There’s a beautiful moment in the film where The Washington Post publisher Katharine “Kay” Graham (Meryl Streep) steps out of a courthouse after making a case for press freedom.

As she makes her way down a long flight of stairs, filled with a sea of reporters and onlookers, she passes by a group of women. Kay simply looks at them, and they at her. Neither she nor the women say anything, and yet the scene says a lot about a woman making her mark in the male-dominated journalism industry in the 1970s.

What I love about The Post is it hinges its message of female empowerment, just one of the film’s many messages, on an unlikely figure.

Kay doesn’t come off as immediately strong and fearless. She became the first female publisher of a major American newspaper, after her husband, who ran the paper, committed suicide.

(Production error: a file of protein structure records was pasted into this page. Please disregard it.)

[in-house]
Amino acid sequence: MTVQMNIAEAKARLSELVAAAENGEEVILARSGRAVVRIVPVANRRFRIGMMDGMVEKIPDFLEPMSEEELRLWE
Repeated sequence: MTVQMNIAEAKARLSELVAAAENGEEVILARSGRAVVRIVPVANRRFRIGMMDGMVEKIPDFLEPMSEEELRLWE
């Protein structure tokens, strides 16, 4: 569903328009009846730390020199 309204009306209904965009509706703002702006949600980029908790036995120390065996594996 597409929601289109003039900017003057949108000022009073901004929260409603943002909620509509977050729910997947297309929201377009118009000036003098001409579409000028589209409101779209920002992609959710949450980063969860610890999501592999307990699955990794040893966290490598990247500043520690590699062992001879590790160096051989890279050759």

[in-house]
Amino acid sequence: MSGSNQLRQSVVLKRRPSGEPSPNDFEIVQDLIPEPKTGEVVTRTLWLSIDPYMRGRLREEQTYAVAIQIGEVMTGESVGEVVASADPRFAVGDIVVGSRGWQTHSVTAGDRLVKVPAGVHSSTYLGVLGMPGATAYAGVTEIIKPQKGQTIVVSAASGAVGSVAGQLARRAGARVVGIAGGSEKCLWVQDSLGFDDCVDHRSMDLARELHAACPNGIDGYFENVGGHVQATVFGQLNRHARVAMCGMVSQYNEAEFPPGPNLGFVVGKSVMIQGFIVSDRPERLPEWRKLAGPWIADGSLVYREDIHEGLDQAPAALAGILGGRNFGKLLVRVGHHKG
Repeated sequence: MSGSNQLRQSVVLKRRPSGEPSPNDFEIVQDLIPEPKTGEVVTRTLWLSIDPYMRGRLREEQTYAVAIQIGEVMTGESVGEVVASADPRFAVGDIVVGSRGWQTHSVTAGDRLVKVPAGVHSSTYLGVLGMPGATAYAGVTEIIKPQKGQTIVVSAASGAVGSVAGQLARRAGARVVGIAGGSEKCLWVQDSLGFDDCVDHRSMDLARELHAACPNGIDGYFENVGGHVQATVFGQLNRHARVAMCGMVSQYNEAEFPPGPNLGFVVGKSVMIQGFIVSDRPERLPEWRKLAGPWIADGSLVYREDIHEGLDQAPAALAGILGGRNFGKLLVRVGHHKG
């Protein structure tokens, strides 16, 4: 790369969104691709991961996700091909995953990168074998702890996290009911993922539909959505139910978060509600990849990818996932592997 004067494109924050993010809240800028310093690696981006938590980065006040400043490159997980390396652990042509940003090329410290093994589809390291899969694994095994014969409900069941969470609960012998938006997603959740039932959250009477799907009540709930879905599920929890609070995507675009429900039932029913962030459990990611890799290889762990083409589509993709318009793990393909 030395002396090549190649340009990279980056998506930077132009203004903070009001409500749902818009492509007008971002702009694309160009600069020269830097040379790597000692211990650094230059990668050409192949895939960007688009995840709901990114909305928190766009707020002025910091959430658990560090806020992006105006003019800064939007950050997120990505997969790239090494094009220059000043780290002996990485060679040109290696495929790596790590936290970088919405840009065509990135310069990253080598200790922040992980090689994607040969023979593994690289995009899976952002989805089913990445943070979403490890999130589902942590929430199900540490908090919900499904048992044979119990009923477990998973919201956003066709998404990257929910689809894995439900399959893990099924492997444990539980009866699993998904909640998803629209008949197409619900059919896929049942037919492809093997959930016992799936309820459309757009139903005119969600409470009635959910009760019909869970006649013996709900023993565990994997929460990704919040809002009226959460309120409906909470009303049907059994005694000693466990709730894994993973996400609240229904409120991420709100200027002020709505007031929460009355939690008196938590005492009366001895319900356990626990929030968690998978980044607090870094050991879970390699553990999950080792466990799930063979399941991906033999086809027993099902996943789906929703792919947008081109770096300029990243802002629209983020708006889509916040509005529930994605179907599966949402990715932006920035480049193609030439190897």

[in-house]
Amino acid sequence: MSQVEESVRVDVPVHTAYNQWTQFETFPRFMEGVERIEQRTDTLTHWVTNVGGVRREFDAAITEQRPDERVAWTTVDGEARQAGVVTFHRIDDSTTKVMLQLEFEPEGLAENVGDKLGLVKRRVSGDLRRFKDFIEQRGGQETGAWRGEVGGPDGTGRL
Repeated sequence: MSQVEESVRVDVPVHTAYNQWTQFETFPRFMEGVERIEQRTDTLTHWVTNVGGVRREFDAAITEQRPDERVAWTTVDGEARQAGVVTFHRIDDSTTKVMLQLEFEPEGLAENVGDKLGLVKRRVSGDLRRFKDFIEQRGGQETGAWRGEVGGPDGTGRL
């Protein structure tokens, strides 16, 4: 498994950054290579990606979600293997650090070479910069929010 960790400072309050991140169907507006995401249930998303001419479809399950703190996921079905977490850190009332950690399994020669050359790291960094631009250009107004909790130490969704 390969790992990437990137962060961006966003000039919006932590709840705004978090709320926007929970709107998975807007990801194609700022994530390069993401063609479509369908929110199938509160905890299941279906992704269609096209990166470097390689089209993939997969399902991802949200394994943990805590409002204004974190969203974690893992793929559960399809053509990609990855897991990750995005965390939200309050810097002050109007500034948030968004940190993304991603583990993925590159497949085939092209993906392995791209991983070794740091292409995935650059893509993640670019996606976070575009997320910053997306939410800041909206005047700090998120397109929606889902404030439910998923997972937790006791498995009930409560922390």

Thrown into the deep end all of a sudden, she is, understandably, a little unsure of herself. Kay has to learn the ropes and find her voice in a boardroom filled with men who have been in the newspaper business all their lives.

Kay’s resilience is put to the test when she has to decide whether to publish then-classified documents that would expose damaging secrets about the US government.

But The Post isn’t just a female-centric story. And while set in the world of journalism, it isn’t just for journalists either. The film is about courage – courage to do what’s right, courage to inspire change, no matter who you are.

There have been some criticisms saying the film doesn’t give a complete picture of Kay and of what happened. Viewers will have to do their own research and judge for themselves.

Despite that, The Post is a thoroughly inspiring and satisfying watch.


The Post
Director: Steven Spielberg
Cast: Meryl Streep, Tom Hanks, Sarah Paulson, Bob Odenkirk, Alison Brie, Bruce Greenwood, Tracy Letts, Matthew Rhys, Carrie Coon and Jesse Plemons.